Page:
Zoom resolves a confidentiality lawsuit for $85 million in the United States

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According to media reports, Zoom has agreed to pay $85 million (€71 million) to resolve a class-action privacy lawsuit in the United States. It announced a preliminary settlement this weekend in response to a complaint brought in 2020 alleging that it shared users’ personal information with Facebook, Google, and LinkedIn. As a result, the complaint claimed that it had violated the privacy of millions of people.

Zoom has denied any wrongdoing but has stated that security mechanisms will be tightened. Subscribers would be eligible for 15 percent refunds on their core memberships or compensation of $25, whichever is greater, according to the settlement, which is pending final approval by US District Judge Lucy Koh in San Jose, California. Non-subscribers would be eligible for reimbursement of up to $15.

The corporation proposed establishing a “non-reversionary cash fund of $85 million to pay valid claims, notification and administration costs, service payments to class representatives, and any attorneys’ fees and costs awarded by the court,” according to its settlement plan.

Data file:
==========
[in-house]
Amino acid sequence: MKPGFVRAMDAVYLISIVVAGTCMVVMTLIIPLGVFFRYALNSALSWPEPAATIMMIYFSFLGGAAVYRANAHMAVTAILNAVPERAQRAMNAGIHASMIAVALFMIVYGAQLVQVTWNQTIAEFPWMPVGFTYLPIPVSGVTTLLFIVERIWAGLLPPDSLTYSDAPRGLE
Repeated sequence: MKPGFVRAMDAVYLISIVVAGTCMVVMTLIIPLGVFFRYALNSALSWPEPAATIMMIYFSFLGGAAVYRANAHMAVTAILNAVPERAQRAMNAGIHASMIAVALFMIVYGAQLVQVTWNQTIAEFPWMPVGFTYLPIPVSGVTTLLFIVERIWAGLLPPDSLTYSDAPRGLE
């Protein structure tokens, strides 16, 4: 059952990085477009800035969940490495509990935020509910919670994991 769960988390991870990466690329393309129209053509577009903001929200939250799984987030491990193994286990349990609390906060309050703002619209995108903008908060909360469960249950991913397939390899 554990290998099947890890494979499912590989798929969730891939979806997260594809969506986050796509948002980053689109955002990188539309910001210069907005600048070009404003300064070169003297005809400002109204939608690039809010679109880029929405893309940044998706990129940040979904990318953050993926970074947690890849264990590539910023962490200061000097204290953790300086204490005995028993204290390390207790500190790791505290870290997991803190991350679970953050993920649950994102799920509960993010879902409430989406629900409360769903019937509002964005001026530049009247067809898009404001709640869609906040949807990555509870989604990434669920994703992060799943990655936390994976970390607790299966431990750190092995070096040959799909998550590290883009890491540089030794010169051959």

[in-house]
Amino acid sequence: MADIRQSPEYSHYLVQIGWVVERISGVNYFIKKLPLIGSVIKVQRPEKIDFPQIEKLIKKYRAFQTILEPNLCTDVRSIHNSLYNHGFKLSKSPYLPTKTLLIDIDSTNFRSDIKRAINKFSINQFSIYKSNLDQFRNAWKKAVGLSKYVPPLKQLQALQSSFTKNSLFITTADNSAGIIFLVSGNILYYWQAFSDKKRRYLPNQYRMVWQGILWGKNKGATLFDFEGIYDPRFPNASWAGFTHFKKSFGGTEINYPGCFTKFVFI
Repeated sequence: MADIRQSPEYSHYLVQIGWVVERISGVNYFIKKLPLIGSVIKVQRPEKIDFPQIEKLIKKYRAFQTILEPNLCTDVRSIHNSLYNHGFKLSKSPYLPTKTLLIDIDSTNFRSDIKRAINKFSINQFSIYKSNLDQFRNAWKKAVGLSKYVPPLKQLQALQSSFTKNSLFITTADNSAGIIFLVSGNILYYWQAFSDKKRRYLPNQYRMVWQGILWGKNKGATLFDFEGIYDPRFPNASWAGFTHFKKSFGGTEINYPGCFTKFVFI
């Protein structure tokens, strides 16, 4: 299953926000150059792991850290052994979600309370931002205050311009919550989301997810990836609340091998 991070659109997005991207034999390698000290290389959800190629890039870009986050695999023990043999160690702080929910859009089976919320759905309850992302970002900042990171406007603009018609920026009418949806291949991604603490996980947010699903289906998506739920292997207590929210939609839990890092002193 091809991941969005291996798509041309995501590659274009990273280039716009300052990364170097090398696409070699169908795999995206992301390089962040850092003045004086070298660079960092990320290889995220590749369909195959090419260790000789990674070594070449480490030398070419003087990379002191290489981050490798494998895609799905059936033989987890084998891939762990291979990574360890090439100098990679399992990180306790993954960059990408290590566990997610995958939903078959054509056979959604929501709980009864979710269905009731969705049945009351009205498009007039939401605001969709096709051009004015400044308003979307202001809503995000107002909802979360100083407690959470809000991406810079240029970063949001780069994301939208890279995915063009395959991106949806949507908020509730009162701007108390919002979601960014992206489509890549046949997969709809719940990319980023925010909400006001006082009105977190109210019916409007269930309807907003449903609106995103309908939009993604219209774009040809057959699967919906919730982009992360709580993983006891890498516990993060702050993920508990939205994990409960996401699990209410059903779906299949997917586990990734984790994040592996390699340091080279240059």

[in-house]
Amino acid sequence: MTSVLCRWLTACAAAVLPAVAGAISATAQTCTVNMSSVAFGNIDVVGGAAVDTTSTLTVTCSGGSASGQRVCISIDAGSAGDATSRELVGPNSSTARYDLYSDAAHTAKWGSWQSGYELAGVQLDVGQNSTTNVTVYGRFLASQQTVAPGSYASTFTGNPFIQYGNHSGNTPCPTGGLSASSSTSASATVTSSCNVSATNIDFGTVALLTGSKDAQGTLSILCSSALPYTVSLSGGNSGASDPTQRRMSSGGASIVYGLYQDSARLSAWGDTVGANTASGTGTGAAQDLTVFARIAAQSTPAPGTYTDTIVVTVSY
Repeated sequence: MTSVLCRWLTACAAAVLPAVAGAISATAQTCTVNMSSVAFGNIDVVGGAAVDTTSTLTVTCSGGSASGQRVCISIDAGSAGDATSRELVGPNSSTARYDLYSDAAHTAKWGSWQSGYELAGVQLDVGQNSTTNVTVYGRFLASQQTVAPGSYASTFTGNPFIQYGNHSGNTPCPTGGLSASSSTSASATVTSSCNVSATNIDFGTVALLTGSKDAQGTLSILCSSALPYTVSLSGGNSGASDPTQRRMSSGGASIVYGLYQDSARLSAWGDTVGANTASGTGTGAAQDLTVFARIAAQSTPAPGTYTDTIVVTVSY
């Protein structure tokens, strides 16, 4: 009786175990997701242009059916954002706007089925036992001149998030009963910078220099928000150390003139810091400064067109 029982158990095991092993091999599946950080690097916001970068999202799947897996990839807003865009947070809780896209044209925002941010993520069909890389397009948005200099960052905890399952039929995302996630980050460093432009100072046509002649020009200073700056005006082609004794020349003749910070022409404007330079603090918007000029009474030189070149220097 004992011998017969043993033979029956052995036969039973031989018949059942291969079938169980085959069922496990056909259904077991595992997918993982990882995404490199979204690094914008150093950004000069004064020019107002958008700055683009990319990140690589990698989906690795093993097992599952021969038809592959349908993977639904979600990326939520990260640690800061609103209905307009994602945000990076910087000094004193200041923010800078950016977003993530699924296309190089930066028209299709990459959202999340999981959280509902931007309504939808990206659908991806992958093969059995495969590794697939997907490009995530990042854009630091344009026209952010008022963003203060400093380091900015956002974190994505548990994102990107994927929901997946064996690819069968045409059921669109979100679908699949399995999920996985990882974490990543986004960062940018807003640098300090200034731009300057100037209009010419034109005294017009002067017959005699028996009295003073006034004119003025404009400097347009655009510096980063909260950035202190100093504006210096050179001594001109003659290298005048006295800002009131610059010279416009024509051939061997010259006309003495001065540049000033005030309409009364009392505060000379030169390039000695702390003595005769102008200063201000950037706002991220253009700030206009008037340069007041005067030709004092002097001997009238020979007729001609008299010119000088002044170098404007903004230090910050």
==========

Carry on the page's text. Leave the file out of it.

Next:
Judge Koh had rejected substantial portions of the complaint in March, but had allowed some contract-based claims to proceed. The firm said in a statement on Sunday that user security was one of its top concerns, and that it takes seriously its users’ confidence in the business.

The class-action participants who paid for a subscription to Zoom, which rose to prominence last year as more people began using it to communicate during the pandemic, earned nearly $1.3 billion in subscriptions.

The plaintiffs’ lawyer claimed that the $85 million was appropriate in light of other legal costs. Zoom has also promised to enhance its security procedures as part of the agreement. Users will be notified when meeting hosts or other participants use third-party apps, and employees will receive security and privacy training. There were also concerns last year about individuals invading private meetings, a practice known as “Zoom bombing.” Since then, the business has made the software significantly safer for users.

Story By: Norvisi Mawunyegah